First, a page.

Solitude, not Isolation
Phil wrote a note the other day saying, “….there is a difference between isolation and solitude.” This set me to thinking because there were things about this shutdown adventure that were getting on my nerves. Maybe as a way of dealing with it, I needed to address some self-introspection, look around and see just how this is supposed to work, this being alone for most of the time.
Isolation has a sinister connotation, as if to say I am unclean, maybe evil, possibly diseased, or just plain undesirable. This social distancing leaves me cold, as if it is imposed by an outside force, which in the case of the Covid, I suspect it is, and that makes it very un-fun. We are being told to isolate. Without compliance, my reputation would be marred almost from a historical standpoint. A higher authority has told me what to do—but my own logic and training is also confirming this is a necessity.
Not wanting to be outcast, Phil’s mention of seeking solitude rather than isolation took on a higher meaning. For it seems solitude is almost revered as being religious, or at least spiritual as in the case of say a Gregorian Monk who chooses a life of introspection and solitude. My pursuit of being a monk disappeared years ago, actually it never occurred to me, but maybe by addressing this most recent, and present dilemma with a different mindset would be the way to get rid of all the connotations of isolation—I am not diseased, or unwashed. I do very much enjoy Gregorian chants.
With a drifting mind, Edward Abbey’s Desert Solitaire and Thoreau’s Walden Pond came to mind. I wondered if this slowed-down time could not be used in a positive way to enrich my disrupted life in the what was the fast lane of central Wisconsin. So, rather than calling it isolation, I would now, in grand style, embrace this biological disruption seeking insight and enrichment through solitude. This would be a self-imposed choice, not a mandatory obligation brought on by some government.
First off, there is nothing wrong with being alone, and when I say that I mean with my partner of over fifty years, but generally not with others typically found in my daily life of flitting around, but as a backyard solitaire. Leisurely, I can step outside with no particular intent, whatever goes down, goes down. I can choose to do a list of things, none of which I took time to do before. Oddly, in just standing there I’ve noticed at least four different tree frogs bleeping high up in a couple of maples, patiently hoping to attract another of their kind. The cardinals are running their pumping calls louder now because in part, other folks are not making the usual noises, but mostly because I am now taking time to really listen as if this might be the high point of the day.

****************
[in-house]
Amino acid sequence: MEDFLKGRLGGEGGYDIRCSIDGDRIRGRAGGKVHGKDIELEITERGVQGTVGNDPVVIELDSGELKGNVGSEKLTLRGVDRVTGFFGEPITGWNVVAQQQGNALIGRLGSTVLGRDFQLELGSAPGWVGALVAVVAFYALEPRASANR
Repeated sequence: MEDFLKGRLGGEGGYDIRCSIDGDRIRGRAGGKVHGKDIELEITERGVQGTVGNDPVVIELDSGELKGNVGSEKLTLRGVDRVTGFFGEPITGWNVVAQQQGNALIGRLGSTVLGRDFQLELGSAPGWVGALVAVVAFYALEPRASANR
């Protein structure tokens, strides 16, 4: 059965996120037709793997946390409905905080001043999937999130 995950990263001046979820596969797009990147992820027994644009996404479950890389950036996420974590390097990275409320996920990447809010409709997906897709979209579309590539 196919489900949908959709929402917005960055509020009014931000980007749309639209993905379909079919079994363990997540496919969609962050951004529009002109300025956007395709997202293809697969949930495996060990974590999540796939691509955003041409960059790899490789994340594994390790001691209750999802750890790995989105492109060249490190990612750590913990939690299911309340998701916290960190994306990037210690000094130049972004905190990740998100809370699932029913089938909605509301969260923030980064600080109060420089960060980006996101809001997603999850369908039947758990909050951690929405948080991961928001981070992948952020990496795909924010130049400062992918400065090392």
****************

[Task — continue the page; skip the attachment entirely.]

In the late morning, I half-buried a half dozen fungi impregnated oak logs with great anticipation of having a summer supply of shitake mushrooms. There was no need to run off to the hair-stylist to deal with the mess on top of my head and while a Troy burger called, I simply addressed a peanut butter sandwich while sitting in the afternoon sunlight.
Because I cannot drift among friends, I am forced to take note of what is around me. I have wood to split but what’s the rush. Then, a cardinal landed on the feeder, looked me over and aggressively grabbed sunflower seeds. Minutes later, a robin, the one who eats suet, took to the feeder. The damn monstrous crow then tried to take the entire block of seed infused fat. I yelled nevermore! This now is a feature of my life of solitude, but still I am not a mystic.
The chives are now up and looking for success. I’ve shuffled perennial flowers around and planted many annuals to accompany the birds and that family of rabbits, the ones betting on my vegetables during their days of solitude.
Little of this intimate observation, and appreciation, would I have done in the past, some, but it seems more available now, like there is new time. Maybe I am good at being a monk. There is a solitude about it. I am able to relax, and reflect on the moment. There is no rush in my solitude, and there is a limit to what I can do. I can’t just drive off to Madison for the symphony—there is no symphony. What there is right here, is now most important. I can canoe because the day is warm. I can read. Listen to bird music as if I was a backyard solitaire. Maybe I can become a mystic.
I will admit it is still good that I know, as I am sure Thoreau and Abbey knew, that out there in the community are still friends and activities that will come back, or will be available once this time of solitude is over. But, if I should find that real solitude is needed, maybe I can visit my son, who in his arctic travels just sent down this photo claiming he was self-isolating—while hunting caribou.